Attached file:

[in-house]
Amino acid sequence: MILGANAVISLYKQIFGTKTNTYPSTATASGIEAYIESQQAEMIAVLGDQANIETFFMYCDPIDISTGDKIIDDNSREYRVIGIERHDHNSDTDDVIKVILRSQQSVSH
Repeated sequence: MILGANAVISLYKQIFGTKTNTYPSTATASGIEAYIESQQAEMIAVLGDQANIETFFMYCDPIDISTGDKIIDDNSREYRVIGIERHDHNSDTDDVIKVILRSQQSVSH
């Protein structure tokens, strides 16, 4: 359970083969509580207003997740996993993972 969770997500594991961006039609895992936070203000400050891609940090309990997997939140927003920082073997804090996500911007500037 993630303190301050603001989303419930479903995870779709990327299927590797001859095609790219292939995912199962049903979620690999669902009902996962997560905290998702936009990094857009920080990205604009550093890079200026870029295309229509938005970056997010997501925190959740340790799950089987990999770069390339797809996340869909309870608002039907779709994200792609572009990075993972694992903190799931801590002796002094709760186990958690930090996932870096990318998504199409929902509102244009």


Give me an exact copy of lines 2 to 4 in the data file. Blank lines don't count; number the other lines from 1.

Amino acid sequence: MILGANAVISLYKQIFGTKTNTYPSTATASGIEAYIESQQAEMIAVLGDQANIETFFMYCDPIDISTGDKIIDDNSREYRVIGIERHDHNSDTDDVIKVILRSQQSVSH
Repeated sequence: MILGANAVISLYKQIFGTKTNTYPSTATASGIEAYIESQQAEMIAVLGDQANIETFFMYCDPIDISTGDKIIDDNSREYRVIGIERHDHNSDTDDVIKVILRSQQSVSH
């Protein structure tokens, strides 16, 4: 359970083969509580207003997740996993993972 969770997500594991961006039609895992936070203000400050891609940090309990997997939140927003920082073997804090996500911007500037 993630303190301050603001989303419930479903995870779709990327299927590797001859095609790219292939995912199962049903979620690999669902009902996962997560905290998702936009990094857009920080990205604009550093890079200026870029295309229509938005970056997010997501925190959740340790799950089987990999770069390339797809996340869909309870608002039907779709994200792609572009990075993972694992903190799931801590002796002094709760186990958690930090996932870096990318998504199409929902509102244009």